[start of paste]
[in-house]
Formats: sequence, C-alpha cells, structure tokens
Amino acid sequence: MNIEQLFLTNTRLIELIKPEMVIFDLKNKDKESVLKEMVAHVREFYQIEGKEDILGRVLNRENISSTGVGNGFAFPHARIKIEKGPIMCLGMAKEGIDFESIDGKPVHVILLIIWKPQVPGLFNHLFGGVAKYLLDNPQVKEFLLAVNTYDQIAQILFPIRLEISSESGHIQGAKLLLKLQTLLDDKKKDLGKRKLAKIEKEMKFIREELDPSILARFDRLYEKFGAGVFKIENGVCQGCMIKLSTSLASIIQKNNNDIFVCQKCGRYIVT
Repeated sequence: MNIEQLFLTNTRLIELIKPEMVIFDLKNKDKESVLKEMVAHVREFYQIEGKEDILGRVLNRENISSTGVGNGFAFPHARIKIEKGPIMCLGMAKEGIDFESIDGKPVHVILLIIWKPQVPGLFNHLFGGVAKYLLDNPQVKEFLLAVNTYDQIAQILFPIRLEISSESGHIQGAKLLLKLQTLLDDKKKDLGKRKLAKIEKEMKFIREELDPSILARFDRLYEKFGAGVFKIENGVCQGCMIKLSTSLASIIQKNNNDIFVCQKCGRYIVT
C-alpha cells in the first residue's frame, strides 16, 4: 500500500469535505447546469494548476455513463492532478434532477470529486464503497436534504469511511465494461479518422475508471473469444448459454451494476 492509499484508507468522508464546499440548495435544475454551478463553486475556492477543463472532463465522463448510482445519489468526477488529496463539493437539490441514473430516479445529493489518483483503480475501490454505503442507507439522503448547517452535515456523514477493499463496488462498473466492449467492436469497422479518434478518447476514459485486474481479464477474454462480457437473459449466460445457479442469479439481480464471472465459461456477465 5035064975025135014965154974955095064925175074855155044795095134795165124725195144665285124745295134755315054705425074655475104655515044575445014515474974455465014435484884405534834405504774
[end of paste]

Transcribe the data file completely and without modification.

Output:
[in-house]
Formats: sequence, C-alpha cells, structure tokens
Amino acid sequence: MNIEQLFLTNTRLIELIKPEMVIFDLKNKDKESVLKEMVAHVREFYQIEGKEDILGRVLNRENISSTGVGNGFAFPHARIKIEKGPIMCLGMAKEGIDFESIDGKPVHVILLIIWKPQVPGLFNHLFGGVAKYLLDNPQVKEFLLAVNTYDQIAQILFPIRLEISSESGHIQGAKLLLKLQTLLDDKKKDLGKRKLAKIEKEMKFIREELDPSILARFDRLYEKFGAGVFKIENGVCQGCMIKLSTSLASIIQKNNNDIFVCQKCGRYIVT
Repeated sequence: MNIEQLFLTNTRLIELIKPEMVIFDLKNKDKESVLKEMVAHVREFYQIEGKEDILGRVLNRENISSTGVGNGFAFPHARIKIEKGPIMCLGMAKEGIDFESIDGKPVHVILLIIWKPQVPGLFNHLFGGVAKYLLDNPQVKEFLLAVNTYDQIAQILFPIRLEISSESGHIQGAKLLLKLQTLLDDKKKDLGKRKLAKIEKEMKFIREELDPSILARFDRLYEKFGAGVFKIENGVCQGCMIKLSTSLASIIQKNNNDIFVCQKCGRYIVT
C-alpha cells in the first residue's frame, strides 16, 4: 500500500469535505447546469494548476455513463492532478434532477470529486464503497436534504469511511465494461479518422475508471473469444448459454451494476 492509499484508507468522508464546499440548495435544475454551478463553486475556492477543463472532463465522463448510482445519489468526477488529496463539493437539490441514473430516479445529493489518483483503480475501490454505503442507507439522503448547517452535515456523514477493499463496488462498473466492449467492436469497422479518434478518447476514459485486474481479464477474454462480457437473459449466460445457479442469479439481480464471472465459461456477465 5035064975025135014965154974955095064925175074855155044795095134795165124725195144665285124745295134755315054705425074655475104655515044575445014515474974455465014435484884405534834405504774